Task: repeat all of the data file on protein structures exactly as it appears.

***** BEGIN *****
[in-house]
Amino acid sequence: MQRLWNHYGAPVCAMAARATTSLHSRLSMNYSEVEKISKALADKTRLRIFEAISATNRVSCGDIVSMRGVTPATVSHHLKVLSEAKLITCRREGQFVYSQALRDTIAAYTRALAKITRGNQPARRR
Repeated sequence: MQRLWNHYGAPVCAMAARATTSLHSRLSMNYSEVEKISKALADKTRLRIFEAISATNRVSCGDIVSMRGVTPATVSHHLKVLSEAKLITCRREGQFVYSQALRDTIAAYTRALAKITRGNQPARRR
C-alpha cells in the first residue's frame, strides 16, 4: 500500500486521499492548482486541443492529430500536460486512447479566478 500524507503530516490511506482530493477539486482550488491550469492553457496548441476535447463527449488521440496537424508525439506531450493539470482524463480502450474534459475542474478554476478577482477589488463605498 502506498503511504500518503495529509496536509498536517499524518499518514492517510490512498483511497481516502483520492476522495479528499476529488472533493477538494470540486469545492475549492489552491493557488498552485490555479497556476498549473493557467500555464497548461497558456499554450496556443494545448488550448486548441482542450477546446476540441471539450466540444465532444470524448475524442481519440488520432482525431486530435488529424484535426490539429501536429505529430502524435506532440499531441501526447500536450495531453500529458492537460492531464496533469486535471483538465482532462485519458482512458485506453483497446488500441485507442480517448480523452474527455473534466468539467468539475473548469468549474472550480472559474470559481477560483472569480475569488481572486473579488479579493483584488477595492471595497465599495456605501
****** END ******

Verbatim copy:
[in-house]
Amino acid sequence: MQRLWNHYGAPVCAMAARATTSLHSRLSMNYSEVEKISKALADKTRLRIFEAISATNRVSCGDIVSMRGVTPATVSHHLKVLSEAKLITCRREGQFVYSQALRDTIAAYTRALAKITRGNQPARRR
Repeated sequence: MQRLWNHYGAPVCAMAARATTSLHSRLSMNYSEVEKISKALADKTRLRIFEAISATNRVSCGDIVSMRGVTPATVSHHLKVLSEAKLITCRREGQFVYSQALRDTIAAYTRALAKITRGNQPARRR
C-alpha cells in the first residue's frame, strides 16, 4: 500500500486521499492548482486541443492529430500536460486512447479566478 500524507503530516490511506482530493477539486482550488491550469492553457496548441476535447463527449488521440496537424508525439506531450493539470482524463480502450474534459475542474478554476478577482477589488463605498 502506498503511504500518503495529509496536509498536517499524518499518514492517510490512498483511497481516502483520492476522495479528499476529488472533493477538494470540486469545492475549492489552491493557488498552485490555479497556476498549473493557467500555464497548461497558456499554450496556443494545448488550448486548441482542450477546446476540441471539450466540444465532444470524448475524442481519440488520432482525431486530435488529424484535426490539429501536429505529430502524435506532440499531441501526447500536450495531453500529458492537460492531464496533469486535471483538465482532462485519458482512458485506453483497446488500441485507442480517448480523452474527455473534466468539467468539475473548469468549474472550480472559474470559481477560483472569480475569488481572486473579488479579493483584488477595492471595497465599495456605501